Bartleby lo scrivano
Academics hail it as the beginning of modernism, but to readers around the world—even those daunted by Moby-Dick—Bartleby, the Scrivener is simply one of the most absorbing and moving novellas ever. Set in the mid-19th century on New York City’s Wall Street, it was also, perhaps, Herman Melville's most prescient story: what if a young man...more
Ah, Bartleby. Ah, Humanity.
At first, as I tried to contain my surprise that Melville, who awed me in Moby Dick, was now writing with such humour and lightness, I felt that Bartleby was a Heroic figure, someone to be admired and emulated - and a welcome break from the complicated characters of the doomed ship.
On second thought, with a slight sinking feeling, I felt he might be a Romantic figure, someone to be eulogized and applauded.
Then, still upbeat about the simplicity of the novella, I was su...more
أفضل أن أبقى ساكنا
هذا نوع من الأدب الذي أحبه العبثية تحديدا مع جرعة لذيذة من الدعابة لا أدري لم لم أسمع عن الكتاب قبل ذلك حقيقة لا أظن إنه يقل مستوى عن غريب كامو وهو
قريب من مسرح اللامعقول بشخصياته الغريبة الأطوار ..
من هو بارتلبي إنه نساخ ذا سلوك غريب ينضم لمكتب محاماة من أجل نسخ الوثائق القانونية .. الراوي هو رئيسه في العمل
يجلس بارتلبي في زاوية ويباشر النسخ لكنه يرفض
أن يؤدي أي عمل آخر وفي أول بادرة لتلقي الأوامر والإستجابة لها نجد بارتلبي صاحب الوجه الشاحب والمثير للقلق يقول : أُفضّل أل...more
How on earth could this have been written thirty years before Kafka was even born? The adjective should be Melvillesque.
On careful examination, I found that mostly Bartleby says 'I would prefer not to', which, it seems to me, is a reaction to a specific situation. But then he begins to say (though not always) 'I prefer not to' which seems more like a fundamental attitude, a permanent stance. Which might be...more
Bet On the World
The genius of Melville's tale "Bartleby, the Scrivener" rivals that of "Moby Dick", and despite the claim that with it Melville forecasts our (post)modern state sounding rather trite, it's very difficult to see it as doing anything but. Like the best of tales, the premise of "Bartleby, the Scrivener" is straightforward: having lost his job as "subordinate clerk" in the Dead Letter Office at Washington, Bartleby winds up working as a copyist at a law firm on Wall Street. A...more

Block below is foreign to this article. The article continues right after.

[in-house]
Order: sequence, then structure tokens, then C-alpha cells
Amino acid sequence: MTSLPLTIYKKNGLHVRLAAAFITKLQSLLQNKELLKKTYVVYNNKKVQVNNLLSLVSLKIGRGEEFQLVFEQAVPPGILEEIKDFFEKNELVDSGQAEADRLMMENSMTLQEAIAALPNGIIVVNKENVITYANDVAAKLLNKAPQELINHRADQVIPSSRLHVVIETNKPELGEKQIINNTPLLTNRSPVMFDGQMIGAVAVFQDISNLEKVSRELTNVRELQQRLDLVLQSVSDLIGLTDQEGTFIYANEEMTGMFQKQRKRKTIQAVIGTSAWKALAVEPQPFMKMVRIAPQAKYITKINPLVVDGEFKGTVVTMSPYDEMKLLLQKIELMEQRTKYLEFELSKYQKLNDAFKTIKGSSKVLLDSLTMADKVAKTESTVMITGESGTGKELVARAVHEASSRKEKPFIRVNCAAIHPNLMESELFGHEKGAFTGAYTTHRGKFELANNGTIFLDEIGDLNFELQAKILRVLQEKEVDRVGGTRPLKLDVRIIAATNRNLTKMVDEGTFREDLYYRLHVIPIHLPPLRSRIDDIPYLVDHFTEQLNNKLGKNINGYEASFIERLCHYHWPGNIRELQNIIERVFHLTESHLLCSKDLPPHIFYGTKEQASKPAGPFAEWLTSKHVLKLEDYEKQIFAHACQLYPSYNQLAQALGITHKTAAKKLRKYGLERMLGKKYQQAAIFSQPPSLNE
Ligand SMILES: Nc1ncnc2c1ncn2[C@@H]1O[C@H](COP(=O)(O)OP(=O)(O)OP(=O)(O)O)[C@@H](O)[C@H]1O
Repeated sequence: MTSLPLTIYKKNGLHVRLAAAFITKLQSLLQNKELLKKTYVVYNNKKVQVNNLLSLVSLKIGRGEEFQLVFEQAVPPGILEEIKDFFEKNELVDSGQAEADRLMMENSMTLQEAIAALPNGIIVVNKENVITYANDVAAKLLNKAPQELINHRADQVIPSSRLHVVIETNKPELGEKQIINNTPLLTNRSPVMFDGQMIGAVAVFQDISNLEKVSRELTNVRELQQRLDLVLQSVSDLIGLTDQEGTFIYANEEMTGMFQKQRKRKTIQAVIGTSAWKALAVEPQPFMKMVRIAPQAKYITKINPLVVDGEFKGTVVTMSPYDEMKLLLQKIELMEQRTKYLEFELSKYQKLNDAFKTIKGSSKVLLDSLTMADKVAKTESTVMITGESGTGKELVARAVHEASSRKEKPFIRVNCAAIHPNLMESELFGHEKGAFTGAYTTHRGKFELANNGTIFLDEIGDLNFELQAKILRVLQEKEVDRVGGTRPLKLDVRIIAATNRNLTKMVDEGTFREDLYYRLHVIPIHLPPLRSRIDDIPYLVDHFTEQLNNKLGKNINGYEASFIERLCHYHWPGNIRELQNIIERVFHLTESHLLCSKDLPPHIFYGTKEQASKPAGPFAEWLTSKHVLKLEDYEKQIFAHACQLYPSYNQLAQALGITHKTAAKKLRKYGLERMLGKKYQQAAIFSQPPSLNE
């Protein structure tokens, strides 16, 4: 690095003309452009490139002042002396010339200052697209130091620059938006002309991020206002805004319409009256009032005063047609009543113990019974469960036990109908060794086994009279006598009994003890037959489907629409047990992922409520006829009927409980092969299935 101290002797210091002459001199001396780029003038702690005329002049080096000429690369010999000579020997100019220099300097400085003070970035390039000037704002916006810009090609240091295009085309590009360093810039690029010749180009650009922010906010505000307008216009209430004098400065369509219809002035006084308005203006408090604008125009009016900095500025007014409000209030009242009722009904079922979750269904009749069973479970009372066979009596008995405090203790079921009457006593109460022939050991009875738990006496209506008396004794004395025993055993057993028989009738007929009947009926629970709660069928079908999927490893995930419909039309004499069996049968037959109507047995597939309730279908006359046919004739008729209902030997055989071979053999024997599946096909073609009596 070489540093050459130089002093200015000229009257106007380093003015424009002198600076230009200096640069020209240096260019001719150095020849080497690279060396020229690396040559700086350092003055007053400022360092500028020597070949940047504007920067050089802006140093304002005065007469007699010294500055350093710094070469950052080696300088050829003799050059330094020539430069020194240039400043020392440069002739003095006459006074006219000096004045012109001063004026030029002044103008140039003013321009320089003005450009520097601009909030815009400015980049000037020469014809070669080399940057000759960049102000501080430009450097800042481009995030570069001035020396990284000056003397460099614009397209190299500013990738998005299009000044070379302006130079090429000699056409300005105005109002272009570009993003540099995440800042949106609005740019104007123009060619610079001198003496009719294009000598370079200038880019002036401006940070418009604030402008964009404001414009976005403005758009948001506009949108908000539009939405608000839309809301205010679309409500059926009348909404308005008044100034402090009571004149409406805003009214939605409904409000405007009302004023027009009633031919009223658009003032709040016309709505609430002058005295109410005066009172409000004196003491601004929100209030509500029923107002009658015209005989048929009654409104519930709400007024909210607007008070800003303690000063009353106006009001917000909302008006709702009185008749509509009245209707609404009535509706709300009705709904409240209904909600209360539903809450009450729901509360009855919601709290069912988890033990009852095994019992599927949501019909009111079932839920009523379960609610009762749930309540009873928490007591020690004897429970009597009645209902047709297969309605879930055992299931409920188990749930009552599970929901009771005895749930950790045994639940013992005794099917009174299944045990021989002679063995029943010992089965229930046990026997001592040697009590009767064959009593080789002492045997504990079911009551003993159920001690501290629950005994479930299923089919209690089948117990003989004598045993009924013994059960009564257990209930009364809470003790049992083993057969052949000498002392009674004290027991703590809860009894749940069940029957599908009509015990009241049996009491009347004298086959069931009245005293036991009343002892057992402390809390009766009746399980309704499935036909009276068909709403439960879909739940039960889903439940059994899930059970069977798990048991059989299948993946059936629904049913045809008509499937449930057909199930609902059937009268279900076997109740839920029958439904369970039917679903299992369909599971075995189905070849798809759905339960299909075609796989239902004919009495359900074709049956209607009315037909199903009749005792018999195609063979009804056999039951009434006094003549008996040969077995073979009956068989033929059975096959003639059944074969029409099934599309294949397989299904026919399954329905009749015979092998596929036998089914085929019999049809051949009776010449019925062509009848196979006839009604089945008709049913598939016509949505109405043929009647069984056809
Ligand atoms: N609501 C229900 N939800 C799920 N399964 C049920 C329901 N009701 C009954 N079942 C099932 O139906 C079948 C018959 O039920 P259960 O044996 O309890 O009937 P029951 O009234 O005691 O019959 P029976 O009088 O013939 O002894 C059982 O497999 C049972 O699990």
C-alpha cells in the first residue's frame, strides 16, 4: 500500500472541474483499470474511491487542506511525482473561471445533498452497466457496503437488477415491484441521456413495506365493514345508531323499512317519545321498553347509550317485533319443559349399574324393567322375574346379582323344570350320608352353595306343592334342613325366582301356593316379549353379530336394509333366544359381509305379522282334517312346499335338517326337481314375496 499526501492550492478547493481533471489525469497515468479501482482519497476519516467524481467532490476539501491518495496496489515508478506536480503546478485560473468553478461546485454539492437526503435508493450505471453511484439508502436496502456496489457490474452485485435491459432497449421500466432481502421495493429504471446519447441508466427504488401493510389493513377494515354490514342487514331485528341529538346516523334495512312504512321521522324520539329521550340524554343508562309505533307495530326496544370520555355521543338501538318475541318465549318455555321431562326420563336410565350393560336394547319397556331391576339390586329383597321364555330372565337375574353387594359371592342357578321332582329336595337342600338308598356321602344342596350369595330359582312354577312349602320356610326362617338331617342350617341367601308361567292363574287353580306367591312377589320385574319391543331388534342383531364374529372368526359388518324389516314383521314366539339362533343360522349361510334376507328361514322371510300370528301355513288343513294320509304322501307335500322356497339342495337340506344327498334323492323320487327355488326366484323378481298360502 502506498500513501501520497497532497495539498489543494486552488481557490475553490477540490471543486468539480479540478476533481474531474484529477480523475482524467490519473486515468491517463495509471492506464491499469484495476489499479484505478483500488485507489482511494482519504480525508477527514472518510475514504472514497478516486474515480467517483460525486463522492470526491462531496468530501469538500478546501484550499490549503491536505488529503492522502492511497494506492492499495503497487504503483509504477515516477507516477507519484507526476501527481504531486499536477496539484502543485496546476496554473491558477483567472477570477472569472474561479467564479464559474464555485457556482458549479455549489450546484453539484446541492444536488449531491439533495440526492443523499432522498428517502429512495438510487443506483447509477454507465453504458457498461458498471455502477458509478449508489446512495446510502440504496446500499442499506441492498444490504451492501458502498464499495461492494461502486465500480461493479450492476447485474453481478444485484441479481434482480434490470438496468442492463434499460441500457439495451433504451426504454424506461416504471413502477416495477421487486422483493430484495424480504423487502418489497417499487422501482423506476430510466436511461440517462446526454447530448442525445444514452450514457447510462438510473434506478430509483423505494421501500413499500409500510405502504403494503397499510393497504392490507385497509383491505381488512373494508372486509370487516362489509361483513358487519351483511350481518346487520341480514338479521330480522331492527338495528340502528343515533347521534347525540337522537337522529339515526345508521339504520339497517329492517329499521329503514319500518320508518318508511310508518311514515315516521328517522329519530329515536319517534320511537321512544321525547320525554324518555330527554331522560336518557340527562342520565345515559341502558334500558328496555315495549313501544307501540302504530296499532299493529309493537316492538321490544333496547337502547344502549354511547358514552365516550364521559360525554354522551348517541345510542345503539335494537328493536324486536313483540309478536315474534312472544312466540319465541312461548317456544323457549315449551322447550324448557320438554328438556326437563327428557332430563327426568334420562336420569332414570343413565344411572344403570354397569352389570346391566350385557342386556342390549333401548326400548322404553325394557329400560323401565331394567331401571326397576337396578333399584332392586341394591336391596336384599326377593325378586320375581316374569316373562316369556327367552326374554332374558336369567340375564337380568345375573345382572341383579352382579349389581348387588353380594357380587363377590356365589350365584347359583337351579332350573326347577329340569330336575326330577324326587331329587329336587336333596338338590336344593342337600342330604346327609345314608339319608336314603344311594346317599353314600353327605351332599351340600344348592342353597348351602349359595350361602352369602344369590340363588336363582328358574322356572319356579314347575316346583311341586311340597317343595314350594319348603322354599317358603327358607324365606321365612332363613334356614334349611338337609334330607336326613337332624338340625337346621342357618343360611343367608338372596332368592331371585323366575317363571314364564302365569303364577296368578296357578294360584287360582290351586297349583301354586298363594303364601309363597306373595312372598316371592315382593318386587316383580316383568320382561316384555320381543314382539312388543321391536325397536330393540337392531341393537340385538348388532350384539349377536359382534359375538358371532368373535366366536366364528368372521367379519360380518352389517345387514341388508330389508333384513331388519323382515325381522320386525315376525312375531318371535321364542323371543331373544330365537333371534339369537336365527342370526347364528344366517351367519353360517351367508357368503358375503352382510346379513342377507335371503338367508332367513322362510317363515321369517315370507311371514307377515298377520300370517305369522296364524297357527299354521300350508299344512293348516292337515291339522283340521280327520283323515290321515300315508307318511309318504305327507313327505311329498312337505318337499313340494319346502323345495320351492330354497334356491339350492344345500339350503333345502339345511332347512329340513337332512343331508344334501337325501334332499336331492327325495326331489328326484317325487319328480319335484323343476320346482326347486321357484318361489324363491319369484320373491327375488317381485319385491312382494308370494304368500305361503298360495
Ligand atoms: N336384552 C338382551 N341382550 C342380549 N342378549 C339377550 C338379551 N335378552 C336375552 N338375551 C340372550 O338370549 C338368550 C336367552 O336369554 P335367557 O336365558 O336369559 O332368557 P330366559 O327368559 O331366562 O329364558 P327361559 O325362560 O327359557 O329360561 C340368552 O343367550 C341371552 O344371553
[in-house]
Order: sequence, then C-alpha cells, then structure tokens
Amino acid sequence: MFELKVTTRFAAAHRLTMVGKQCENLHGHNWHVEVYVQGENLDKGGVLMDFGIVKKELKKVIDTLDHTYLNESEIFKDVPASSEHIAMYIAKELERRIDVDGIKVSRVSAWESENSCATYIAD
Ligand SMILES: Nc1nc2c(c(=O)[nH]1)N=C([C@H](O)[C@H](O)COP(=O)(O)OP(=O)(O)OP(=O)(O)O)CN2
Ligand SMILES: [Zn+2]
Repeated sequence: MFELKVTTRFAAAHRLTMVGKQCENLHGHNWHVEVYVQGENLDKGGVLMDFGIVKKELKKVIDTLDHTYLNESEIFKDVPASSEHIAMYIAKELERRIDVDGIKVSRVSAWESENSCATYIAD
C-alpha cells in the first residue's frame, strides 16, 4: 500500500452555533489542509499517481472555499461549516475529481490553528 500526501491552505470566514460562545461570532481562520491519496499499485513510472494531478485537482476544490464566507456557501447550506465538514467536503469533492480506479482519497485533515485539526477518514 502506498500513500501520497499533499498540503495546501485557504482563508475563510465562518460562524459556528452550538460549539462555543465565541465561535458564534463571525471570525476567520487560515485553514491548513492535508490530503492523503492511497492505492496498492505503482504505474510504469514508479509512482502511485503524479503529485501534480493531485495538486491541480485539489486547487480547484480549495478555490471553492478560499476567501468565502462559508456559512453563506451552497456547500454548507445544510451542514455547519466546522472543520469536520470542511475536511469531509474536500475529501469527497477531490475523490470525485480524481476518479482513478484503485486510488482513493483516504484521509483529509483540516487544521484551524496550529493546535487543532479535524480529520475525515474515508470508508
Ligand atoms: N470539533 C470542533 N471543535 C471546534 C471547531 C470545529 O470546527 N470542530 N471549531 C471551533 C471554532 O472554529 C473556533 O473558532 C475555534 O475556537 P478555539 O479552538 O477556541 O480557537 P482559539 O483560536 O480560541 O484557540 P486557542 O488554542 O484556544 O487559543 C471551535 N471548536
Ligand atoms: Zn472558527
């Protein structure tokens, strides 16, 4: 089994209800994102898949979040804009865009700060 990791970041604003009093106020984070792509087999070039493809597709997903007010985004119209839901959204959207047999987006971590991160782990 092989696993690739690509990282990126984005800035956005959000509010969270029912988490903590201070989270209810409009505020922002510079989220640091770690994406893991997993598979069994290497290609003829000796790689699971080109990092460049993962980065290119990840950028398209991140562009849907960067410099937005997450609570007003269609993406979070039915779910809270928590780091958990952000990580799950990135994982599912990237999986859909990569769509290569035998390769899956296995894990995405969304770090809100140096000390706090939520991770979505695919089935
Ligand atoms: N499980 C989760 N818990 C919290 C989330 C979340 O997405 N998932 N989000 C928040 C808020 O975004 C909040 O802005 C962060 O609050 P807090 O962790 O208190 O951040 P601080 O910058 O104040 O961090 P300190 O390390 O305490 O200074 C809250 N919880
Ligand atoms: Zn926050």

I can see that figure now -- pallidly neat, pitiably respectable, incurably forlorn! It was Bartleby.
One more on my reading list that comes from a Goodreads tip. Thanks again, folks! I've read it in an hour or so, but I believe it will stay with me for a lot longer.
I had to check twice the year this novella was first published : 1853!!! I couldn't wrap my mind around how modern and fresh and relevant the story of Bartleby, the human xerox machine, still is. Decades before Franz Kafka or Eugene...more
¡Oh Bartleby! ¡Oh humanidad!
Insomma il punto è questo.
Quando facevo l'Università, abitavo con una ragazzetta bionda e tonda. Quando arrivava a casa, aveva sempre il sorriso, ti aiutava in qualsiasi cosa tu stessi facendo.
Stavi lavando i piatti, ma avevi fretta perché dovevi andare a lezione?
Arrivava lei e ti diceva: "Lascia, faccio io". E li lavava al posto tuo.
Dovevi andare a fare la spesa, ma stavi litigando a...more
Liken it to a painting. A painting that begins as a portrait as you spot if from across the room. But as you approach, the face seems to lose focus, no longer a clean portrayal. It becomes less and less clear, more and more disconcerting, as you get closer and closer, until you are certain that what was obviously a portrait can be nothing more than an abstract exercise. Your too-close inspection will yield nothing but stubborn, withholding, p...more
I picked this up after it was referenced in an episode of Archer (Skorpio, if you're curious) a method which has, in the past, introduced me to the wonders of PG Wodehouse- so I trust Adam Reed's taste.
I've been on a bit of a plot-heavy reading kick of late and had forgotten just how much I love to read someone like Melville whose sequences of words unto themselves are small wonders to behold. There's something satisfying about this story without real resolution because life is full of character...more
Reminiscent to me of the timeless quality of Gogol's Overcoat (poor Akaky Akakievich and his shitty name, I'm a Russ...more
Bartleby is humanity, itself: life, death, and singularity. His difference, or disability, his adamant presence exposes the lawyer for what he truly is and arguably transforms him. I read this because a book I'm currently reading (about autism) discussed it at length. I've also heard it referenced on numerous other occas...more
Bartleby was one of the four scriveners who worked in the law office aforementioned. His st...more
I don't know that this book really fits that description. Yes, Bartleby refuses to work and later to even move, causing great bother for his employer and others in the building. But it doesn't seem to me that he's protesting. So what then?
1. Is it a parable of Modern Life or Capitalism crushing a so...more
This is a short book, nonetheless SPECTACULAR, A MUST READ.
The story is recounted many years after Bartleby has died by the narrator, or may be by Melville himself.
Bartleby is admitted to be a copyist, a scrivener, in an office - peculiar by the way - where 3 employees are already working, which one has his strangeness - and the owner, who proclaims himself as a greedy man only in...more